Wildland architecture also allows for the future of creating decentralized and user-controlled social networking apps. Joanna explains this with the example of Facebook Events – a Facebook feature that lets users find out what’s going on in their communities and keep track of who’s going where. The feature as it is implemented on Facebook has many obvious problems relating to privacy, monetization, denial of service, etc. In Wildland, the same functionality will be possible to achieve without relying on a centralized server or even one common infrastructure. After all, Wildland users can expose their containers to other users via different backends – IPFS, S3, Google Cloud, and so on.

Joanna explains: “Users will be able to sign up for a forest set up by some social club, for example, Jazz Lovers Warsaw. The trees in this forest would represent individual users who signed up for this club. The club will list the events that made be of interest to the members of this group in a container that is accessible to all of them. We can have a simple Python script that traverses this forest and looks for which of the events listed in the container were bookmarked by various club members. In Wildland it is a simple operation, and what is important is that this whole algorithm rests in the hands of a user. No centralized entity is needed.”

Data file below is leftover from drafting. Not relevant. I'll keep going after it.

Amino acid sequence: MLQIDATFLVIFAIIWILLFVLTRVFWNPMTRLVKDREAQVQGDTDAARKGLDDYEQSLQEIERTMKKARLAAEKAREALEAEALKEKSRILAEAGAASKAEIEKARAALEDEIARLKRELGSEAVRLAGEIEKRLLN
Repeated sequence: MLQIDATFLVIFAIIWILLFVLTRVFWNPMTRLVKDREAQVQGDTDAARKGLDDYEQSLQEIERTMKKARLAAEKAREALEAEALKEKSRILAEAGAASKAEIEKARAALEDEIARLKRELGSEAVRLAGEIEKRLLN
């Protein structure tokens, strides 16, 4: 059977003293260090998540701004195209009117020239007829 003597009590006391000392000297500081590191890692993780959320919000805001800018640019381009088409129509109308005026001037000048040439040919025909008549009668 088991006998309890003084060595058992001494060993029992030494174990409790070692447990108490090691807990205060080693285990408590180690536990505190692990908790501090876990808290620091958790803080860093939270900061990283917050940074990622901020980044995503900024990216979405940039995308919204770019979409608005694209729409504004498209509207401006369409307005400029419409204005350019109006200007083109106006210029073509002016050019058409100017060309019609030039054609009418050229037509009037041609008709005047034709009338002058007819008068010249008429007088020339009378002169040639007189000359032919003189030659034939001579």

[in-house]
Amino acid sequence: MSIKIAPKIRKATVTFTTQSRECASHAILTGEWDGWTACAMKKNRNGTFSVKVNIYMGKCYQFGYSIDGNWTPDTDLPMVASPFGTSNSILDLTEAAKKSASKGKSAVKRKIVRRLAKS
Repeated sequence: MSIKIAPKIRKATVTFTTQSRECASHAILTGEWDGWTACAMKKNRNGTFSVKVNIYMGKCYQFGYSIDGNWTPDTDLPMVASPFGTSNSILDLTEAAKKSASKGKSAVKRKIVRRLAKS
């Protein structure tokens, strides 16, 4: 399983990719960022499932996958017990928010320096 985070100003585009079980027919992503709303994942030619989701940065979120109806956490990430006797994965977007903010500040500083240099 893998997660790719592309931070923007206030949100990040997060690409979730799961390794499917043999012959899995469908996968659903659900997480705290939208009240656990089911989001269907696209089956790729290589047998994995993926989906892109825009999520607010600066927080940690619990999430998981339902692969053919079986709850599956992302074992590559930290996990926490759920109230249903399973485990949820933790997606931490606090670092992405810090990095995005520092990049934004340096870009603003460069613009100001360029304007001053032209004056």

9. Wildland’s team has ideas for economic sustainability

Wildland has many original features that users may find useful. The question is can this novel ecosystem be nurtured sustainably? Decentralized projects face severe governance issues. Two problems are especially important here: who should have the right to decide on questions related to the organization, and how to encourage someone who has this right to exercise it in practice.

Wildland will try to solve these problems with market measures – a combination of the already-outlined Unified Payment System, as well as the so-called User-Defined Organization.